Often during cardiovascular exercise we Purposefully seek to put the body off balance by zeroing in on the heart, lungs or muscles exclusively. We seek to impose cardio stress using different methods in order to elicit differing cardio responses. The purposeful creation of cardio imbalance creates differing cardio effects.

Steady State cardio is when heart, lungs and muscles operate in synchronous balance.

Interval cardio purposefully disturbs the balance in order to spike the heart rate.

Hybrid cardio adds an element of muscular intensity to aerobics and creates new mitochondria.

1st Way: Steady State

The Purposefully Primitive 1st Way of cardiovascular exercise is know as steady state or sustained cardiovascular exercise. The goal in steady state is to attain, maintain and sustain an increased heart rate while moving along at a steady pace. Jog, swim run, power walk - the mode is less important than the primary goal: elevate the heart rate to a predetermined level and keep it elevated in a sustains fashion for the duration of the session.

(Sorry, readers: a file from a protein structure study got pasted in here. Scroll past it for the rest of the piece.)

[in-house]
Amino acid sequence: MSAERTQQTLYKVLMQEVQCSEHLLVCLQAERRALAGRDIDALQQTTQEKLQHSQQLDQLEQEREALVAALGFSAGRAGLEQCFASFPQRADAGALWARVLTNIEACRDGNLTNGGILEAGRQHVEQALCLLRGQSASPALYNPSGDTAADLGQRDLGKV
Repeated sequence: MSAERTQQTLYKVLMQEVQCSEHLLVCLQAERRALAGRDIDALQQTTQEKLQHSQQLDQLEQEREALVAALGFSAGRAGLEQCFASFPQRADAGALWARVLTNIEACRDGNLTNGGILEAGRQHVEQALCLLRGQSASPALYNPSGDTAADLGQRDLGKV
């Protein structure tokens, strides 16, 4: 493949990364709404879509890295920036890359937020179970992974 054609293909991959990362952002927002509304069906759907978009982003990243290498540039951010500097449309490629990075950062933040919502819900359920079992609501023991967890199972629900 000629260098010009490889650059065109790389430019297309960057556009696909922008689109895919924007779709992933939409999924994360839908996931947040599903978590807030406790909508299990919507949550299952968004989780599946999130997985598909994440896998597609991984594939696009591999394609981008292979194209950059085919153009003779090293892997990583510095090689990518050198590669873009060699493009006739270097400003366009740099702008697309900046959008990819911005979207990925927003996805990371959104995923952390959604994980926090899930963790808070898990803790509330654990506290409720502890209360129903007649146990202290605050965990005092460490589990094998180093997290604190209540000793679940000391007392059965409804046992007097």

Regardless the selected cardio mode, be clear that the goal is not to become an expert jogger, runner or swimmer - those are spin off side benefits that naturally occur as a result of performing certain exercise modes on a consistent basis. The cardio goal is to elevate the heart to a predetermined target level. Steady state, as the name implies, consciously seeks to attain a smooth and constant pace for the duration of the aerobic activity. Physiologically, the athlete motors along without triggering oxygen debt. The successful 1st Way practitioner operates just below the point where oxygen demand exceeds oxygen intake, thereby resulting in oxygen debt. The oxygen pulse should be balanced: "senders" (heart and lungs) need to be in perfect synchronization with "receivers" (muscles) as fresh, oxygen-laden blood is smoothly exchanged with toxic-laden blood full of waste  products and lactic acid. The Soft Machine propels itself along smoothly and effortlessly, maintaining a delicate balance between senders and receivers.